Ceres' Mysterious Bright Spots Change Unexpectedly
Is it ice or not? New observations of the dwarf planet have revealed the possible spectroscopic signal of ice turning to vapor as the surface is heated by the sun.
When NASA's Dawn mission witnessed Ceres' weird bright spots up-close for the first time, planetary scientists were baffled. What material could produce such a bright feature on an otherwise grey surface? Now, a year since the probe arrived in orbit around the dwarf planet, scientists may be closing in on an answer.
However, it's not Dawn that has found the latest clue as to what these bright patches could be; it was a powerful observatory on Earth that noticed very slight changes as Ceres' surface is gently heated by the sun.
The bright spots in question are mainly clustered inside a large crater called Occator. Now that Dawn is in its lowest mapping orbit around the small world nestled in the Main Asteroid Belt (between the orbits of Mars and Jupiter), zipping across the cratered landscape at an altitude of only 240 miles, it has captured wonderfully detailed observations of the crater's floor. The bright feature is actually a cluster of bright spots with diffuse, almost powder-like material surrounding the brightest patches.
The leading theory, so far, is that it's an icy material such as water ice, but some kind of mineral deposit is also a possibility. Now, with the help of the HARPS spectrograph attached to the ESO 3.6-meter telescope at La Silla, Chile, it seems the ice theory has just become a whole lot stronger.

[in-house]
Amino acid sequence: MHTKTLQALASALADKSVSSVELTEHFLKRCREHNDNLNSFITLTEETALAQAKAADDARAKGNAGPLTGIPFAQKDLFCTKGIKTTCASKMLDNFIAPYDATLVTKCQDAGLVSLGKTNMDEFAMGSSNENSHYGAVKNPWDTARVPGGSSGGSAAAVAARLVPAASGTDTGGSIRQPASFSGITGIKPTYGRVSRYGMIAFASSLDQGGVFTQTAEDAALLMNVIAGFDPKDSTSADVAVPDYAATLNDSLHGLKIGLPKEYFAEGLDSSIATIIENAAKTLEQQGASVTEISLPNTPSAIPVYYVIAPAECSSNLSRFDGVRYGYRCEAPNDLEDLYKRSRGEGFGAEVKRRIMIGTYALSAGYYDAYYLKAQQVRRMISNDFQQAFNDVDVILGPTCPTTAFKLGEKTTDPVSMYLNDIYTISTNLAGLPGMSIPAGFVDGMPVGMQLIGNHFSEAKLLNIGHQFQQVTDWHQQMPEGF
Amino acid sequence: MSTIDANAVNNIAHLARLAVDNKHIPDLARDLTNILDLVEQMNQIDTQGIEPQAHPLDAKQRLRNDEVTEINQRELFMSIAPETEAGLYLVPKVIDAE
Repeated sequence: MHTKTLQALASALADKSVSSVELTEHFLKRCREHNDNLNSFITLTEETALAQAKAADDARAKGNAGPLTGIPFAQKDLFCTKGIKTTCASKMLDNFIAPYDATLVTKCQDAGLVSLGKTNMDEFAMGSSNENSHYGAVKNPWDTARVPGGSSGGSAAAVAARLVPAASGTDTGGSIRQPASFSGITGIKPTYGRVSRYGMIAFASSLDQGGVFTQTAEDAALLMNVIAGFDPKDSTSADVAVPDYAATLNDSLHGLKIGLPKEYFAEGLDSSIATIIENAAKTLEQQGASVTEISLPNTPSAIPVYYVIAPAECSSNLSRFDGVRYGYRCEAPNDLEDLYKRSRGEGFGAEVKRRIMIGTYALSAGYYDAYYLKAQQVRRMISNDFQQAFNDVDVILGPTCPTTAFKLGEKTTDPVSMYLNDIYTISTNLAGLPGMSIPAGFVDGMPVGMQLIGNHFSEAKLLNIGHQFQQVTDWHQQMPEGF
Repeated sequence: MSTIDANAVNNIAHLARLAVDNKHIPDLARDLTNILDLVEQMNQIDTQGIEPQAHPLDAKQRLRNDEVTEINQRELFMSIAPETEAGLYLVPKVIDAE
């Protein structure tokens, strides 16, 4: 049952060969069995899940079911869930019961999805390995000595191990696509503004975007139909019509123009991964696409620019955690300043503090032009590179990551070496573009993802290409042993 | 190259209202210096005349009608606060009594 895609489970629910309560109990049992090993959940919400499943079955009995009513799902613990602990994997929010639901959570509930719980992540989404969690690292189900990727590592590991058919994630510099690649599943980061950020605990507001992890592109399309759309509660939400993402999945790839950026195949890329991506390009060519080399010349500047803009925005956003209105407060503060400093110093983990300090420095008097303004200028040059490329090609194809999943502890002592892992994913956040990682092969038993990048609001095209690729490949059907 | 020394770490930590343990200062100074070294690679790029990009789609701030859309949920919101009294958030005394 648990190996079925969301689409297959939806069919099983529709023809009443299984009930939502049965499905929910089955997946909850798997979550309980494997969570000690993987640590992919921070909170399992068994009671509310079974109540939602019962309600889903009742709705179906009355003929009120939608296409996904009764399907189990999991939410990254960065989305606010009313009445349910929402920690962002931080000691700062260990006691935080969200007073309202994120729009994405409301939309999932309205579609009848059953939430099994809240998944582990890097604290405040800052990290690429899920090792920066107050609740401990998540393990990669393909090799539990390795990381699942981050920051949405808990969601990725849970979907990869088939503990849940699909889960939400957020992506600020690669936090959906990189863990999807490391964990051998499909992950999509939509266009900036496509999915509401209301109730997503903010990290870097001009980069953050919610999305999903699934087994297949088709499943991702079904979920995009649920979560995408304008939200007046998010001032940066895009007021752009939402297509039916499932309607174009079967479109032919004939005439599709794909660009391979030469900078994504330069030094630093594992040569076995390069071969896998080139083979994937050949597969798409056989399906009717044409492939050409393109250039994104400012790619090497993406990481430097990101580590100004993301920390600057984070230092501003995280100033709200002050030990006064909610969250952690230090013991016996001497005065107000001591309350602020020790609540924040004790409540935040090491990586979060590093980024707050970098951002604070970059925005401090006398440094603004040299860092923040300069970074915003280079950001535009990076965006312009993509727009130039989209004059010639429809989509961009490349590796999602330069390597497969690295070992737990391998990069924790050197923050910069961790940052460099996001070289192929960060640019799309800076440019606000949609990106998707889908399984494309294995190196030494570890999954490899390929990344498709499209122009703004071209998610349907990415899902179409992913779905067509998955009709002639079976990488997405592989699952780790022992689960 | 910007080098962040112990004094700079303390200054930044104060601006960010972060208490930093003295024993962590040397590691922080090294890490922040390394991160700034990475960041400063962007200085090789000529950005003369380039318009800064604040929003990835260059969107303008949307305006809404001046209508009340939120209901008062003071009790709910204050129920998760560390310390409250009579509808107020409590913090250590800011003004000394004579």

"As soon as the Dawn spacecraft revealed the mysterious bright spots on the surface of Ceres, I immediately thought of the possible measurable effects from Earth," said Paolo Molaro, at the INAF–Trieste Astronomical Observatory and lead author of a study published in the journal Monthly Notices of the Royal Astronomical Society. "As Ceres rotates the spots approach the Earth and then recede again, which affects the spectrum of the reflected sunlight arriving at Earth."
As Ceres rotates every 9 hours, HARPS is so sensitive that it can detect the very slight Doppler shift in spectrum frequency as the bright spots rotate toward and away Earth, but during observations for 2 nights in July and August 2015, more changes not related to Ceres' spin were detected.
"The result was a surprise," said co-author Antonino Lanza, also from the INAF–Catania Astrophysical Observatory. "We did find the expected changes to the spectrum from the rotation of Ceres, but with considerable other variations from night to night."
And it appears that these changes are consistent with some kind of volatile (ice) being exposed to sunlight and venting vapor into space, causing an increase in reflectivity. It seems that when Occator experiences solar heating, plumes are produced and then evaporate, creating a complex spectroscopic signal that evolves during that hemisphere's daytime. This finding appears to be consistent with earlier observations made by Dawn showing a mysterious haze over Occator.
We know that Ceres is rich in water, but whether or not these bright spots are due to water ice erupting to the surface has yet to be proven, though the evidence seems to become more compelling the longer we study the solar system's innermost dwarf planet.
This image taken from NASA’s Dawn spacecraft in orbit around the dwarf planet Ceres shows the very bright patches of material in the crater Occator.